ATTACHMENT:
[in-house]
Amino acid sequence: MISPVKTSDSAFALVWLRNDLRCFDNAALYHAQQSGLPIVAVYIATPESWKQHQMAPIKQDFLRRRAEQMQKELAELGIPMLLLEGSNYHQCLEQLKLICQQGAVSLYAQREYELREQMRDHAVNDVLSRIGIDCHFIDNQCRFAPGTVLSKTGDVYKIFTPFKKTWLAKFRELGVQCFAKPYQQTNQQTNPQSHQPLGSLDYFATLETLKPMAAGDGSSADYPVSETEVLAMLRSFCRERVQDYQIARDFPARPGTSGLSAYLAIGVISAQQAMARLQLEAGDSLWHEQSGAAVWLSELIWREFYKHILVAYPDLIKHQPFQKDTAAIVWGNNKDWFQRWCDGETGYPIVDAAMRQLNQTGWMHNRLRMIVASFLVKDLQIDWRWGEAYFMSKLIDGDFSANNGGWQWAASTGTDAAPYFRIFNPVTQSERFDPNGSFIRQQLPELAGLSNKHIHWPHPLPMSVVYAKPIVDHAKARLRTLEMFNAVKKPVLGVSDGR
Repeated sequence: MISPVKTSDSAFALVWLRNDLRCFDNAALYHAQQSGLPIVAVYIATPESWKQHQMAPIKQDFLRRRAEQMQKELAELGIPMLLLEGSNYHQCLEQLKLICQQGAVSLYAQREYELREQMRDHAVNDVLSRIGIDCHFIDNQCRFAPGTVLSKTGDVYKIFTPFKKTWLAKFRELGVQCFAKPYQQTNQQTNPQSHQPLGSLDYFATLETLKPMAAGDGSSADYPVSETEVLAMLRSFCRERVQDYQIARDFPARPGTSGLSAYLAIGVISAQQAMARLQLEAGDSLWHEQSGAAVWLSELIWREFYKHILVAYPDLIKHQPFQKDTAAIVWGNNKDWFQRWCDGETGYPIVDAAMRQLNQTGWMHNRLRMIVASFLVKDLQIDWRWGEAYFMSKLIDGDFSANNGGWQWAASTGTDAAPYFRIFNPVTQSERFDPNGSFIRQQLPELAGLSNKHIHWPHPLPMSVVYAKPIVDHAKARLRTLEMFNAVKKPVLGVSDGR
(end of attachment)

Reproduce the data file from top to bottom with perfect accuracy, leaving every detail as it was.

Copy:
[in-house]
Amino acid sequence: MISPVKTSDSAFALVWLRNDLRCFDNAALYHAQQSGLPIVAVYIATPESWKQHQMAPIKQDFLRRRAEQMQKELAELGIPMLLLEGSNYHQCLEQLKLICQQGAVSLYAQREYELREQMRDHAVNDVLSRIGIDCHFIDNQCRFAPGTVLSKTGDVYKIFTPFKKTWLAKFRELGVQCFAKPYQQTNQQTNPQSHQPLGSLDYFATLETLKPMAAGDGSSADYPVSETEVLAMLRSFCRERVQDYQIARDFPARPGTSGLSAYLAIGVISAQQAMARLQLEAGDSLWHEQSGAAVWLSELIWREFYKHILVAYPDLIKHQPFQKDTAAIVWGNNKDWFQRWCDGETGYPIVDAAMRQLNQTGWMHNRLRMIVASFLVKDLQIDWRWGEAYFMSKLIDGDFSANNGGWQWAASTGTDAAPYFRIFNPVTQSERFDPNGSFIRQQLPELAGLSNKHIHWPHPLPMSVVYAKPIVDHAKARLRTLEMFNAVKKPVLGVSDGR
Repeated sequence: MISPVKTSDSAFALVWLRNDLRCFDNAALYHAQQSGLPIVAVYIATPESWKQHQMAPIKQDFLRRRAEQMQKELAELGIPMLLLEGSNYHQCLEQLKLICQQGAVSLYAQREYELREQMRDHAVNDVLSRIGIDCHFIDNQCRFAPGTVLSKTGDVYKIFTPFKKTWLAKFRELGVQCFAKPYQQTNQQTNPQSHQPLGSLDYFATLETLKPMAAGDGSSADYPVSETEVLAMLRSFCRERVQDYQIARDFPARPGTSGLSAYLAIGVISAQQAMARLQLEAGDSLWHEQSGAAVWLSELIWREFYKHILVAYPDLIKHQPFQKDTAAIVWGNNKDWFQRWCDGETGYPIVDAAMRQLNQTGWMHNRLRMIVASFLVKDLQIDWRWGEAYFMSKLIDGDFSANNGGWQWAASTGTDAAPYFRIFNPVTQSERFDPNGSFIRQQLPELAGLSNKHIHWPHPLPMSVVYAKPIVDHAKARLRTLEMFNAVKKPVLGVSDGR